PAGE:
World Cup 2022: Here’s what we know about the investigation into alleged corruption during Qatar’s World Cup bid

Fifa's report into alleged corruption has been labelled a 'whitewash' after claiming Qatar has done nothing wrong in their bid campaign for the World Cup.

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Fifa's ethics committee's investigation in alleged corruption in awarding the 2022 World Cup to Qatar has claimed that there was no wrongdoing in the bid campaigns despite evidence suggesting otherwise.

The summary, released by German judge Hans-Joachim Eckert on Thursday 13th November, stated:

  1. The focus of the English bid was Concacaf (Central and North America region) president Jack Warner, from Trinidad and Tobago, who was “showering the England 2018 bid team with inappropriate requests”. Warner has since retired from football for life.
  2. Warner asked the FA/English team to help “a person of interest to him find a part-time job in the UK” – a request to which the English acquiesced
  3. The FA/English team were “willing” to provide “favours and benefits” for Warner’s “Joe Public Football Club” in Trinidad and Tobago
  4. The FA/English made “substantial assistance” to the UK training camp of a Trinidad and Tobago team during an Under-20s tournament in 2009
  5. Warner used his “considerable influence … to exact personal benefits in violation of the Fifa code of ethics”. The report finds the English/FA showed “a willingness, time and again, to meet such expectation”
  6. The FA/English sponsored a Concacaf dinner for $55,000 “in an effort to curry favour” with Warner
  7. There was memorandum of understanding between the FA/English with the Oceania Football Confederation’s now disgraced former president Reynald Temarii which suggested he would get “considerably preferential treatment” in allocating development funds
  8. There was criticism in the report of former FA chairman Lord Triesman who testified on corruption in the bidding process to the Culture, Media and Sport Committee of the House of Commons but refused to cooperate with the ethics committee investigation
  9. The report highlights “potentially problematic conduct of specific individuals” and “will take appropriate steps if it deems such measures appropriate and feasible”. However, as with all the bids, it finds that nothing the FA/English did was “suited to compromise the integrity of the … bidding process as a whole”.

The full report, carried out by American lawyer Michael Garcia, has been carried out after allegations of mass corruption during the bidding process of the two World Cup's in question.

Here at the main allegations that had been made regarding Qatar winning the rights to host the 2022 World Cup.

  1. Mohamed Bin Hammam was accused by The Sunday Times of paying more than £3m to football officials around the round to secure votes for Qatar to host the 2022 World Cup.
  2. The Sunday Times claimed to have seen millions of documents and e-mails detailing payments to officials in the Caribbean, Africa and the Pacific.
  3. Documents also alleged to show Bin Hammam was making payments to African officials to allegedly buy their support for Qatar in the 2022 World Cup bid.
  4. A separate Sunday Times investigation filmed Nigeria’s Amos Adamu and Tahiti’s Reynald Temarii allegedly appearing to discuss selling their votes in exchange for money, with the pair being suspended by Fifa, although they were later cleared.
  5. Bin Hammam was banned from all football-related activities for life after being accused of offering bribes to officials in return of support for his 2011 campaign to replace Sepp Blatter as Fifa president. He was cleared of the charges, but later banned for life on different “conflict of interest” charges relating to his time as Asian Football Confederation president.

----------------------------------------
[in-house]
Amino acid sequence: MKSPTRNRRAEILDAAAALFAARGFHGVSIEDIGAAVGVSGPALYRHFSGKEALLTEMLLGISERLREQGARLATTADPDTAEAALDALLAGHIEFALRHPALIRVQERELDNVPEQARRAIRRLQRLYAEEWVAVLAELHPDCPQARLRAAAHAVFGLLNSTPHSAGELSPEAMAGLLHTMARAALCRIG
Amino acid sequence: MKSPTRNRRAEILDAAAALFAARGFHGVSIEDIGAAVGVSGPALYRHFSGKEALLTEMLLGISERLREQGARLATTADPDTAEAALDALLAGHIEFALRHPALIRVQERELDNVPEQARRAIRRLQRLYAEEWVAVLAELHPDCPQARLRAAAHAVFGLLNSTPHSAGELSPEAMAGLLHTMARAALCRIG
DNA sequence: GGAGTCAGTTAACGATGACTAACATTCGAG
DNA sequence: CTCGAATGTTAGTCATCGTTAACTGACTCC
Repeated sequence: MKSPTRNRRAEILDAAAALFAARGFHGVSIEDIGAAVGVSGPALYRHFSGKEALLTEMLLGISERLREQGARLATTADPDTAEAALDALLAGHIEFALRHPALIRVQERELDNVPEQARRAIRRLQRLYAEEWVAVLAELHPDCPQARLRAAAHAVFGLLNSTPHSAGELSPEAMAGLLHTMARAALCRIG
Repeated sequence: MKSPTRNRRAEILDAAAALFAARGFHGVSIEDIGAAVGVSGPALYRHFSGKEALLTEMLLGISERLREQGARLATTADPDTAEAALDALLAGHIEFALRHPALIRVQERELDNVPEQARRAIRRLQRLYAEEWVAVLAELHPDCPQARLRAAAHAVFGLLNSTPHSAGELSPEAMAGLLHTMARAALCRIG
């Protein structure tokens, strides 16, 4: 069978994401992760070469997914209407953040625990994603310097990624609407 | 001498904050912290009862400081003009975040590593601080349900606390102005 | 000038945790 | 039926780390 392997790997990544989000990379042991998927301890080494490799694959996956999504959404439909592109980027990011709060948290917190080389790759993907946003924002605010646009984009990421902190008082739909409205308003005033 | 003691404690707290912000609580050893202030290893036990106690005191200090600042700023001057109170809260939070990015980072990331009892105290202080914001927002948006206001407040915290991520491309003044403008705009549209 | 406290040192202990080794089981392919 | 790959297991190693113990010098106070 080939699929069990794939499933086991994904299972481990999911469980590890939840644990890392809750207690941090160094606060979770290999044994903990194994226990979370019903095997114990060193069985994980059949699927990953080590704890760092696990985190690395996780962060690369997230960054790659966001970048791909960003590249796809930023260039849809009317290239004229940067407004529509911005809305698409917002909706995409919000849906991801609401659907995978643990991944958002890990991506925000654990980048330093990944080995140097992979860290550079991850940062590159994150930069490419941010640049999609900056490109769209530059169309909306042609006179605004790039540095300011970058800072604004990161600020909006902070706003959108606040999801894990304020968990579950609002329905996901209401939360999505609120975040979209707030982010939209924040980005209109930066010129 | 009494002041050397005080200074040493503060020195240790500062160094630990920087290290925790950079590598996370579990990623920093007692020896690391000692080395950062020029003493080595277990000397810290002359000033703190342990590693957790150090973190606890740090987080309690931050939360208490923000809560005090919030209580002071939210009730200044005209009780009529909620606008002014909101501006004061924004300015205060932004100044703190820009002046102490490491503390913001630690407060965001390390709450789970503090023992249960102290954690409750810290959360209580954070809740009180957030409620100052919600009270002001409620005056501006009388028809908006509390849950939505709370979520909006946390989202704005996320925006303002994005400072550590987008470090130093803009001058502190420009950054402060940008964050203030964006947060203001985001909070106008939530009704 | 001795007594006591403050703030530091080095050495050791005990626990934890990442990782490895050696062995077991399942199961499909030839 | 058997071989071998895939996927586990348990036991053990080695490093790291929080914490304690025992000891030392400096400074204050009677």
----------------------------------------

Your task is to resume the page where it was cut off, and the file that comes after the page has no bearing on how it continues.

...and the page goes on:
6. Bin Hammam alleged to have ran a network of 10 slush funds to make payments to 30 African football officials, with up to $1.6m paid to former Fifa vice-president Jack Warner.
  7. Temarii resigned after being reportedly caught on camera, but the Sunday Times accused Bin Hammam of paying his $300,000 legal fees to fight the corruption charges.
  8. According to the Sunday Times, this meant that the Oceania Football Confederation had no vote for the 2022 World Cup, with vice-president David Chung expected to have voted for Qatar’s rival Australia in Temarii’s absence.

The paper claimed that had the vice president David Chung been allowed to vote he would have supported Qatar's rivals Australia.

Temarri and Adamu were cleared of corruption, but received bans and fines from Fifa's ethics committee for failing to report the alleged approaches. Temarii is reportedly now suing the Sunday Times for defamation..

The Qatar Bid Committee has consistently denied any wrongdoing and previously has isssued a statement that “ Mohamed Bin Hammam played no official or unofficial role in Qatar’s 2022 Bid Committee.   As was the case with every other member of FIFA’s Executive Committee, our bid team had to convince Mr. Bin Hammam of the merits of our bid.”

Mr Bin Hammam has strongly denied all the allegations against him.

Garcia, chairman of the investigatory chamber of the FIFA Ethics Committee, raised further questions of today's announcement after he labelled the summary as containing "numerous materially incomplete and erroneous representations of the facts and conclusions" that he has found in his report.

Garcia said in a statement: "Today's decision by the Chairman of the Adjudicatory Chamber contains numerous materially incomplete and erroneous representations of the facts and conclusions detailed in the Investigatory Chamber's report. I intend to appeal this decision to the FIFA Appeal Committee."

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